Jump to content


Photo
- - - - -

Getting inside a DS50


  • Please log in to reply
12 replies to this topic

#1 casbba

casbba

    Triggerfish

  • Member
  • Pip
  • 31 posts
  • Gender:Male
  • Location:Bicheno, Tasmania

Posted 01 October 2010 - 01:51 PM

I've got an Ikelite DS50 that's been flooded and Ikelite have said isn't worth the cost of repair. I'm just curious to get inside it and have a look. I've managed to turn the front port anti-clockwise using the four guide holes, but it only moves about 15mm before it stops. I'm assuming the whole assembly should then slide forward and out, but getting hold of it is another matter.

Any clues?

#2 casbba

casbba

    Triggerfish

  • Member
  • Pip
  • 31 posts
  • Gender:Male
  • Location:Bicheno, Tasmania

Posted 01 October 2010 - 11:37 PM

Figured it out...so please disregard

#3 Deco Rico

Deco Rico

    Sea Nettle

  • Member
  • Pip
  • 11 posts
  • Gender:Male
  • Location:The Dire Straits of Bass, Tasmania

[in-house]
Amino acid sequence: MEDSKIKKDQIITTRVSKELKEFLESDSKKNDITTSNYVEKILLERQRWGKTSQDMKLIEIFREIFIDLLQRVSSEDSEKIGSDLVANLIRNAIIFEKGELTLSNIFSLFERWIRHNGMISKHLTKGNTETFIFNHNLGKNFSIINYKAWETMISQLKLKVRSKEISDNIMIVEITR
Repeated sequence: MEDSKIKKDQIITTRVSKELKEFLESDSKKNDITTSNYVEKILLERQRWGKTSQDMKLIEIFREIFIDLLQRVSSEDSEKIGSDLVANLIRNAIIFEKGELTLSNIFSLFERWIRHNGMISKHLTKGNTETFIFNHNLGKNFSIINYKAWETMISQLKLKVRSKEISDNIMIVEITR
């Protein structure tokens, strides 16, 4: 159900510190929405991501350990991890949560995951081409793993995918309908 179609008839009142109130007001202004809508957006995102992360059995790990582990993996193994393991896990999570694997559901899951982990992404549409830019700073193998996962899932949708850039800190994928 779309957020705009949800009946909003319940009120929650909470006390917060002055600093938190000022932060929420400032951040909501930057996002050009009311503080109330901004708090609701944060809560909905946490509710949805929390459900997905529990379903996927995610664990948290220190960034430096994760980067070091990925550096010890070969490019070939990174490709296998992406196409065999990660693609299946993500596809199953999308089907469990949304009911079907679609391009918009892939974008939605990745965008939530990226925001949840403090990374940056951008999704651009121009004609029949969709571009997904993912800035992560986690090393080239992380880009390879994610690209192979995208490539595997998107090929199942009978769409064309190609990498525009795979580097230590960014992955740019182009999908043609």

Posted 29 November 2012 - 03:49 AM

Would be great if you could say how you did it?

#4 JimG

JimG

    Sting Ray

  • Member
  • PipPipPip
  • 265 posts
  • Gender:Male
  • Location:Yorkshire, UK
  • Interests:Photography - underwater and avian, natural history

Posted 02 December 2012 - 09:26 AM

If it is like the old Substrobe - and it is the same outer casing - pull out the ready-light lens on the rear with a pair of pincers. It is a conical shaped thing that is a tight fit down a hole and sits on an 0-ring. Use compressed air to then blow out the lens - it doesn't need much and I used a car tyre pump.

Jim Greenfield - Canon 5D Mark 3/Aquatica
My Web Site


#5 Deco Rico

Deco Rico

    Sea Nettle

  • Member
  • Pip
  • 11 posts
  • Gender:Male
  • Location:The Dire Straits of Bass, Tasmania

Posted 03 December 2012 - 04:55 AM